The Uranium Sector: On The Crest Of A Recovery Wave Or Down In The Dumpers?

By Tim Boreham | More Articles by Tim Boreham

The paradox of the current uranium market is that the more the major producers curtail output because of a stubbornly low price for the commodity, the higher the hopes of a recovery.

With a number of false dawns since the 2011 Fukushima disaster that smashed demand, no-one should be holding their breath. But the industry true believers contend the market will drift into undersupply and catch buyers on the hop when their current long-term contracts expire.

Paladin Resources (PDN, 12c) last month joined other major global producers by flagging a likely mine closure: it’s taken the first steps to putting its Langer Heinrich mine in Namibia on care and maintenance, citing the lowest spot uranium prices in 15 years.

In November last year Kazakhstan’s Kazatomprom said it would cut output by 20 percent for three years. In early December Canada’s Cameco to suspend output at its McArthur River mine for ten months.

In all, the cuts are thought to remove 17 million pounds of primary uranium supply this year, or 12 per cent of supply. Kazakhstan is the world’s biggest uranium producer McArthur River alone supplies 10 per cent.

Langer Heinrich produced 3.4 million pounds in 2017, with the mill fed by previously stockpiled ore.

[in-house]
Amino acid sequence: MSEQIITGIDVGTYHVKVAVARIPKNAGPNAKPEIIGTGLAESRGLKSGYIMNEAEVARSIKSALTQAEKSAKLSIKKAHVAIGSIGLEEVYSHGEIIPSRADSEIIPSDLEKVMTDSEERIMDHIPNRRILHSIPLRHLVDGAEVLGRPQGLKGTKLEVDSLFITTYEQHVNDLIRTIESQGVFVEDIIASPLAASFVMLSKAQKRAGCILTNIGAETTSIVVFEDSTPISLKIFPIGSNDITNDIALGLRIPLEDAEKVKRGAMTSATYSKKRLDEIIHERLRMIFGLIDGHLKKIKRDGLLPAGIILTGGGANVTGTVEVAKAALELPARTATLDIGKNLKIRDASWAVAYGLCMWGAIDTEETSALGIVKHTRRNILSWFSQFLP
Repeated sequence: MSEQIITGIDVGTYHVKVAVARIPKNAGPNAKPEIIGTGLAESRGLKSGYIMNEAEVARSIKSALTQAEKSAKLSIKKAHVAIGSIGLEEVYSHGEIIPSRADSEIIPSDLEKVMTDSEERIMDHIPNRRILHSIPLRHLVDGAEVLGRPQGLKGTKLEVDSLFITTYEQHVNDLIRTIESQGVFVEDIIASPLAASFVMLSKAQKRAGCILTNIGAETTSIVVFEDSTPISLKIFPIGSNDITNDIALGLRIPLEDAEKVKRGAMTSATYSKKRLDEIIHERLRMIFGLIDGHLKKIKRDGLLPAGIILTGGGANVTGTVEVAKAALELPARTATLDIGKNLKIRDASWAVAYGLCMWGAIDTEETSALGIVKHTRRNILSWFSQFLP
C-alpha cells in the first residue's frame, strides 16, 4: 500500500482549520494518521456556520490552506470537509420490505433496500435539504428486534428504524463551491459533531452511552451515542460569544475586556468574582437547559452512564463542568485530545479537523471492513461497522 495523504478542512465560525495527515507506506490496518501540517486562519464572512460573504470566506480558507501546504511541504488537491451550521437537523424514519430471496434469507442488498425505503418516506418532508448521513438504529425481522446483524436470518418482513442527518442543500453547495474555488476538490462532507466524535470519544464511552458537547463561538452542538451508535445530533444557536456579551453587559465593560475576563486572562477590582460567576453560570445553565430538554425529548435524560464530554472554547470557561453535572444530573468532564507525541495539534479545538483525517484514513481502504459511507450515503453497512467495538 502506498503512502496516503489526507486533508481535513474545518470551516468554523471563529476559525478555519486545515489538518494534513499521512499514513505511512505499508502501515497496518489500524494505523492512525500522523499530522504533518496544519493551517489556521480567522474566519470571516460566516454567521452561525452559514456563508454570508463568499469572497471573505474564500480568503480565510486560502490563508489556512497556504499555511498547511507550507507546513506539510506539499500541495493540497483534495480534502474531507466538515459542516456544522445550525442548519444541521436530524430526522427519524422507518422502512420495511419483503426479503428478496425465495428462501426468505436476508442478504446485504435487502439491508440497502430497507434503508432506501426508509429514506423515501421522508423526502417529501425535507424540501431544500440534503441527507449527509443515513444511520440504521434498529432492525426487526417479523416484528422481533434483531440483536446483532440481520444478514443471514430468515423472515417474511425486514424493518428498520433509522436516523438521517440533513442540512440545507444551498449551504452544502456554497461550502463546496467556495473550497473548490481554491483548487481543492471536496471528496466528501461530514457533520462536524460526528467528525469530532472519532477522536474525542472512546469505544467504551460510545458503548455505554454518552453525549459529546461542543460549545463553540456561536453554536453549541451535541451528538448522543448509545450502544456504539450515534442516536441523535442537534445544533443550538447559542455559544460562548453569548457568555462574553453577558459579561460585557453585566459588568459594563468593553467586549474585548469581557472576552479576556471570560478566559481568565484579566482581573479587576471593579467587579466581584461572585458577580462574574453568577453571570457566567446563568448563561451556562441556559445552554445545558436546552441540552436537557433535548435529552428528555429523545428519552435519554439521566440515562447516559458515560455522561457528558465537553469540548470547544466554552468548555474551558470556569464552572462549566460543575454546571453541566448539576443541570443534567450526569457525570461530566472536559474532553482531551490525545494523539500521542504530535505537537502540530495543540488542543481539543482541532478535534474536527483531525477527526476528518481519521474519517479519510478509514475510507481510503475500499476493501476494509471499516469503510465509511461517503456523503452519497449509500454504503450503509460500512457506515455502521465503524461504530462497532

Amid a global oversupply, the spot uranium price hovers around $U23 ($30) a pound, not far off the late 2016 nadir of $US20/lb.

The price peaked at $US140/lb in 2007, when more than 500 resource explorers purported to be looking for the element (with the exception of a handful of them, they’re now looking for lithium or growing cannabis).

Predictable shares in ASX-listed uranium explorers and developers such as Vimy Resources (VMY, 12c), Bannerman Resources (BMN, 4.3c) and Toro Energy (TOE, 2.7c) are in the dog box.

But does every canine have its day?

Vimy’s Mike Young recently said the yellowcake market is on the crest of a wave of a price recovery and that “it’s better to be on your surfboard in the takeoff zone rather than sitting on the beach waxing it.”

On Young’s reckoning, uranium costs an average $US55 a pound to produce, so most miners would go bankrupt at the spot price.